If you choose not enter into an agency relationship the Realtor, that Realtor still has to be honest, ethical and professional. But do keep in mind, the Realtor you are dealing with as a non-client has a duty to represent the interests of their clients and not the interests a non-client (you).
If you decide to transact with a Realtor in BC, but not have them represent you as a client, you expect the following:
A real estate professional who is not representing you as a client does not owe you special legal duties:
• No Loyalty – They may be representing a client with competing interests to yours in a transaction. They must be loyal to their client, not you.
• No duty of full disclosure – They do not have a duty to give you all relevant information.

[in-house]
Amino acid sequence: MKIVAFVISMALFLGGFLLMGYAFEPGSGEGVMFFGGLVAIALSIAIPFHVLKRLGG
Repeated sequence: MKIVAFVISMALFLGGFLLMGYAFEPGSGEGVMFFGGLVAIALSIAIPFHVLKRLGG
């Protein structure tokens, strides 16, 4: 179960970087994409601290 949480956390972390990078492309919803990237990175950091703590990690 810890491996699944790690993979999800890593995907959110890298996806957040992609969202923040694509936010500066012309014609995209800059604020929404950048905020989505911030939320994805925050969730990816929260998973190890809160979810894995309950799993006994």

• No duty to avoid conflicts – They are not acting in your interests.
• No confidentiality – They must share any information you tell them with their clients in a transaction.
As a non-client, a Realtor can only give you limited services.
Before receiving advice from a BC Realtor, they must provide you with the DORTS form and explain it. This not only applies to residential properties, it must also be supplied to those working with a real estate professional to rent or lease property and for commercial real estate transactions.
Once you have reviewed the DORTS document, you have the option of signing the form to confirm that you received this consumer protection information.
To reiterate, It is not required for clients and non-clients to sign the Disclosure of Representation in Trading Services document.
That said, the Realtor is required to sign the Disclosure of Representation in Trading Services and submit it to their Brokerage. If, after reading the DORTS document, you decide that you do not need a Realtor to represent you, they may be required to present you with the Disclosure of Risks to Unrepresented Parties form.